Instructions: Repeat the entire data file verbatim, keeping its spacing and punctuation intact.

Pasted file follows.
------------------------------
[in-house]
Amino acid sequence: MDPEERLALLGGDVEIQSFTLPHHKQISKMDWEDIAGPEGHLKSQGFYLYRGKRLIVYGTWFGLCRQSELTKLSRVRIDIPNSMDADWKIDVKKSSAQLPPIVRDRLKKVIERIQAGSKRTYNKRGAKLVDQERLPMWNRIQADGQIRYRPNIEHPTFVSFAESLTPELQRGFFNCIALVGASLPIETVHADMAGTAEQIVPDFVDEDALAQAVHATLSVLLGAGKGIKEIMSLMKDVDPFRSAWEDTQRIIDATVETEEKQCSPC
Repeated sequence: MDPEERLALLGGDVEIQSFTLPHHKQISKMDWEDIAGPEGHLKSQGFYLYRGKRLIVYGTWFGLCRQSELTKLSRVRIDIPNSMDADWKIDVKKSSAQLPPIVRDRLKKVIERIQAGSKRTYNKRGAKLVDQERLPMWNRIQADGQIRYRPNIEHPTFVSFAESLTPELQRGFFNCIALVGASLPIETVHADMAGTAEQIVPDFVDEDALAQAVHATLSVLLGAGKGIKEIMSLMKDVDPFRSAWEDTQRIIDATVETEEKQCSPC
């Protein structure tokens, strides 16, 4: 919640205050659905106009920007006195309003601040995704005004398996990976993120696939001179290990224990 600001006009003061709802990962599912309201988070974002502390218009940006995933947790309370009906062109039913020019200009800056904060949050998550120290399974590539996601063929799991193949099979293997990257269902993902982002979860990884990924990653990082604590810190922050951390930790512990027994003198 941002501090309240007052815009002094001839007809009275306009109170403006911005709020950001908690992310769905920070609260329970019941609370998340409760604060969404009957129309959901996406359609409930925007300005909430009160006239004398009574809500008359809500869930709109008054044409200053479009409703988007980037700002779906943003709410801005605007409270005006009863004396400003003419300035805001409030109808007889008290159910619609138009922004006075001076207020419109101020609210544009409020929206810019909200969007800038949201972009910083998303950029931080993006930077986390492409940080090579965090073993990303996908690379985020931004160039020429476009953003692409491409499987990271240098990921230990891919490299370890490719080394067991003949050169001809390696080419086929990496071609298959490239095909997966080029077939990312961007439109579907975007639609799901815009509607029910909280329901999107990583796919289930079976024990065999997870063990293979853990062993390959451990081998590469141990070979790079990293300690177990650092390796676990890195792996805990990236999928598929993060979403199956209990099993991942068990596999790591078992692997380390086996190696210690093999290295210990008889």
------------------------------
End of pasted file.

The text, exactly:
[in-house]
Amino acid sequence: MDPEERLALLGGDVEIQSFTLPHHKQISKMDWEDIAGPEGHLKSQGFYLYRGKRLIVYGTWFGLCRQSELTKLSRVRIDIPNSMDADWKIDVKKSSAQLPPIVRDRLKKVIERIQAGSKRTYNKRGAKLVDQERLPMWNRIQADGQIRYRPNIEHPTFVSFAESLTPELQRGFFNCIALVGASLPIETVHADMAGTAEQIVPDFVDEDALAQAVHATLSVLLGAGKGIKEIMSLMKDVDPFRSAWEDTQRIIDATVETEEKQCSPC
Repeated sequence: MDPEERLALLGGDVEIQSFTLPHHKQISKMDWEDIAGPEGHLKSQGFYLYRGKRLIVYGTWFGLCRQSELTKLSRVRIDIPNSMDADWKIDVKKSSAQLPPIVRDRLKKVIERIQAGSKRTYNKRGAKLVDQERLPMWNRIQADGQIRYRPNIEHPTFVSFAESLTPELQRGFFNCIALVGASLPIETVHADMAGTAEQIVPDFVDEDALAQAVHATLSVLLGAGKGIKEIMSLMKDVDPFRSAWEDTQRIIDATVETEEKQCSPC
């Protein structure tokens, strides 16, 4: 919640205050659905106009920007006195309003601040995704005004398996990976993120696939001179290990224990 600001006009003061709802990962599912309201988070974002502390218009940006995933947790309370009906062109039913020019200009800056904060949050998550120290399974590539996601063929799991193949099979293997990257269902993902982002979860990884990924990653990082604590810190922050951390930790512990027994003198 941002501090309240007052815009002094001839007809009275306009109170403006911005709020950001908690992310769905920070609260329970019941609370998340409760604060969404009957129309959901996406359609409930925007300005909430009160006239004398009574809500008359809500869930709109008054044409200053479009409703988007980037700002779906943003709410801005605007409270005006009863004396400003003419300035805001409030109808007889008290159910619609138009922004006075001076207020419109101020609210544009409020929206810019909200969007800038949201972009910083998303950029931080993006930077986390492409940080090579965090073993990303996908690379985020931004160039020429476009953003692409491409499987990271240098990921230990891919490299370890490719080394067991003949050169001809390696080419086929990496071609298959490239095909997966080029077939990312961007439109579907975007639609799901815009509607029910909280329901999107990583796919289930079976024990065999997870063990293979853990062993390959451990081998590469141990070979790079990293300690177990650092390796676990890195792996805990990236999928598929993060979403199956209990099993991942068990596999790591078992692997380390086996190696210690093999290295210990008889």